The people of Libya and Tunisia both overthrew long-standing dictatorships in popular uprisings in 2011. Four years later, however, the current political situation in these two neighboring North African states could not be more different. The reason has much to do with how their authoritarian regimes were overthrown.
In January 2011, a popular unarmed insurrection in Tunisia that began the previous month ousted the long-ruling Western-backed dictatorship of Zine El Abidine Ben Ali. Elections that October brought together a broad coalition government led by an Islamist party. During the next two years, concerns over their conservative policies and their failure to suppress occasional acts of extremist violence led to large-scale protests, resulting in the resignation of the prime minister in December 2013 and the installation of a technocratic government.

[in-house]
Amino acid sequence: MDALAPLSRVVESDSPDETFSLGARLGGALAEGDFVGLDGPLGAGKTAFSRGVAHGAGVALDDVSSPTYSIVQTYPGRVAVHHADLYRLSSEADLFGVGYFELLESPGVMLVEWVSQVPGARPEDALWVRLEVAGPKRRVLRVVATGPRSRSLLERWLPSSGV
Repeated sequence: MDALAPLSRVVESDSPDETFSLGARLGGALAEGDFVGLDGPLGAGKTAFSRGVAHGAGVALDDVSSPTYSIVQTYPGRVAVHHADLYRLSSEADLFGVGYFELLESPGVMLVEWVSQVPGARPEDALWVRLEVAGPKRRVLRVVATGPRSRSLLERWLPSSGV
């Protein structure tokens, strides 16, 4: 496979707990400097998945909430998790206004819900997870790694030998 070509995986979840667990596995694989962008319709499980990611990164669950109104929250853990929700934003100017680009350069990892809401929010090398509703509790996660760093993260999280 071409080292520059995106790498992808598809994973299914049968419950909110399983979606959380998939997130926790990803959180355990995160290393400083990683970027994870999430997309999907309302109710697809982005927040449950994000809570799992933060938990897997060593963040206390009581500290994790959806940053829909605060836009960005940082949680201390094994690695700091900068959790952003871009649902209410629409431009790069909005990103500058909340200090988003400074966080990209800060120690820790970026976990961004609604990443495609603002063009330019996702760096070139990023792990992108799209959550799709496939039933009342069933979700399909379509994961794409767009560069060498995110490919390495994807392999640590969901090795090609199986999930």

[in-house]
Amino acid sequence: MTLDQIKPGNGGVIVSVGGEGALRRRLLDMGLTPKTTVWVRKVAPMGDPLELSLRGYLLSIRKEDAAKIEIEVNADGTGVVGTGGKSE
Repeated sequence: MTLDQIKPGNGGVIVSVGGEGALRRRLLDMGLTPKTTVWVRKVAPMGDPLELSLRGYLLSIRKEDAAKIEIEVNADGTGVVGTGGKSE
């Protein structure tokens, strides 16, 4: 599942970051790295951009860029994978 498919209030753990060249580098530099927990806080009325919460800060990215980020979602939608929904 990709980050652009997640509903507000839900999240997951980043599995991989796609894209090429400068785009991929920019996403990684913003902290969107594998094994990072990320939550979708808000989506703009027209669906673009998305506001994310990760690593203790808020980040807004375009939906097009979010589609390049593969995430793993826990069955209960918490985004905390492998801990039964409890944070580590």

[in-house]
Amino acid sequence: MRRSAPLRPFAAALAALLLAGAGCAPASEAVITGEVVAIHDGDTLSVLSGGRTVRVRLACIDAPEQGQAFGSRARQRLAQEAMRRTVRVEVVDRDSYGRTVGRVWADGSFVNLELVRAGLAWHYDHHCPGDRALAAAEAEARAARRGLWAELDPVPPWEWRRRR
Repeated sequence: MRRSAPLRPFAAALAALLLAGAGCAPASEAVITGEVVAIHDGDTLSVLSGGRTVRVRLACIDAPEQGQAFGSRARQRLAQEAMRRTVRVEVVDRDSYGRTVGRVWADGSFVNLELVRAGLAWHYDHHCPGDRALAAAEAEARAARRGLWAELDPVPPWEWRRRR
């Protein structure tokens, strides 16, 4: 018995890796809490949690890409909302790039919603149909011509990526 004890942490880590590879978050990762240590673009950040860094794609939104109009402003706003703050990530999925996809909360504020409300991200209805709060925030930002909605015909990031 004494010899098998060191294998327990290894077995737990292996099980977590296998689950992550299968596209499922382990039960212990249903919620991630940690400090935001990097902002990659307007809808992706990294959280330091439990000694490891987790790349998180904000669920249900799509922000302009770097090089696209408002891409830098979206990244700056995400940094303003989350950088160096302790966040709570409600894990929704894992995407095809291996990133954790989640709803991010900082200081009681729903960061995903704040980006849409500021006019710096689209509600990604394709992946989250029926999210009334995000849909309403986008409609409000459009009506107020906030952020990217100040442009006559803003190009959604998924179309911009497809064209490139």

A democratic constitution ratified in January 2014 included provisions guaranteeing freedom of speech, freedom of religion, gender equality, and protection of the country’s natural resources.